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How It Works

imageWhen an engine is new it is usually very efficient. This means that when gasoline is injected into the piston chamber more of it is consumed during combustion than in an older engine. However, internal combustion engines are not very efficient, which means the fuel that is not consumed is transformed into carbon monoxide (CO) and hydrocarbons (HC) emissions. In the new engine the key word is "carbon," because the carbon also begins to build up inside the combustion chamber (cylinder walls, the top of the piston, head, and exposed parts of the valves). This process is called "agglomeration," which means forming a mass from particles that retains its individuality. The more carbon that builds up over time the less efficient the engine becomes. As the engine becomes less and less efficient it produces more and more unburned fuel or CO and HC, which speeds up the agglomeration.

The catalytic converter is responsible for burning CO and HC before they leave the exhaust and enter the atmosphere. In addition, in many new model vehicles part of the exhaust is recirculated to give the engine a second chance at burning these harmful deposits. Unfortunately, over time the catalytic converter and other systems in many vehicles loose efficiency and the engine exhausts more and more pollution.

RxP is formulated to attach all the different molecules in the fuel together during combustion. This causes gasoline to burn more completely in the combustion chamber and at the same time it begins a "de-carbonization" process. This de-carbonization is the opposite of the agglomeration process. De-carbonization results in the reduction of CO and HC being exhausted and thus reduces emissions.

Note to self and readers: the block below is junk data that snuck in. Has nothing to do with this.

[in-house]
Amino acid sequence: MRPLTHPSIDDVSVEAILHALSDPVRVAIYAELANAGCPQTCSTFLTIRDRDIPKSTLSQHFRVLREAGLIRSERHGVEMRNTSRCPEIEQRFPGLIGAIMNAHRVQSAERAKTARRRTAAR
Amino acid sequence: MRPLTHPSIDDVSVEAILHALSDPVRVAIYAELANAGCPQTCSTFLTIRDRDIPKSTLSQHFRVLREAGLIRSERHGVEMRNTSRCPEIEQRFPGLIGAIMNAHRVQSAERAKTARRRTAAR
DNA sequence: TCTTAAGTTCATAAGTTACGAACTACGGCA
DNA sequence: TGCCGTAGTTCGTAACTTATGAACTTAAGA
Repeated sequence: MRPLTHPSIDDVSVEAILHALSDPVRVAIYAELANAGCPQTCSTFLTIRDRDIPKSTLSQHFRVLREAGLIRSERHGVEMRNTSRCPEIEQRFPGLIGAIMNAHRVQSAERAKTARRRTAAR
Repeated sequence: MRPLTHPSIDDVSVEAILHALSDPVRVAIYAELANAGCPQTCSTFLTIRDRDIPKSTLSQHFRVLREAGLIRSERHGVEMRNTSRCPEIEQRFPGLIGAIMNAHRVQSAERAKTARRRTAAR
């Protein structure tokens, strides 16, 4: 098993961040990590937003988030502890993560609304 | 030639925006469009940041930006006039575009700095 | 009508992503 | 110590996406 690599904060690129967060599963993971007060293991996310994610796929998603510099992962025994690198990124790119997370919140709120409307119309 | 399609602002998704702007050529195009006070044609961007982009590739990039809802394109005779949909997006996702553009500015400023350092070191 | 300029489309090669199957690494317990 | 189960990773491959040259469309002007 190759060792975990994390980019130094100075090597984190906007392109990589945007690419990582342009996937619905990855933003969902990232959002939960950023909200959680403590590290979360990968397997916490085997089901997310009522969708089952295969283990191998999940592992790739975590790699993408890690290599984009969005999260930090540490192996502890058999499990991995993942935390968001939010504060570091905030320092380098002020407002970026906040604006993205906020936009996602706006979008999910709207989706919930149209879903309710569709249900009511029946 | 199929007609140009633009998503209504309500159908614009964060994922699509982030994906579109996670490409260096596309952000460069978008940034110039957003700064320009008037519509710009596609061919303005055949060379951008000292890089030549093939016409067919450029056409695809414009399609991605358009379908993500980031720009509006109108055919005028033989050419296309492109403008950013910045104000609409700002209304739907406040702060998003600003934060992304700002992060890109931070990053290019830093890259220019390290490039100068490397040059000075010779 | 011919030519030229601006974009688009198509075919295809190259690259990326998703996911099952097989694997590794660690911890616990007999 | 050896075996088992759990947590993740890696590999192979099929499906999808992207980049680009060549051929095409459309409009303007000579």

The following graph demonstrates how RxP affects the average engine. As soon as RxP is added, the fuel begins to burn more efficiently. Then, after only a few minutes, the de-carbonization process starts to occur, cleaning the combustion chamber. This releases the carbon deposits into the exhaust system and causes the emissions to increase, but after only a few minutes the emissions begin a steady decline downward. Once the combustion chamber is completely de-carbonized the emissions readings will remain low. Regular use of RxP will ensure a more efficient operating engine.

This Graph Demonstrates How RxP Reduces Emissions

% Carbon
Complete de-carbonization of the engine takes time. 
Each engine could respond differently.  Allow enough time for RxP to do its job.


Within First
 Few Minutes

After Initial

After 30 Minutes (Length of time depends on engine condition)

Within the first few minutes the emissions drop dramatically, but then begin to increase as the engine is being decarbonized. After the de-carbonization process is completed the emissions begin a steady decline as the carbon deposits are exhausted.

* Actual length of time varies depending on the condition of the engine.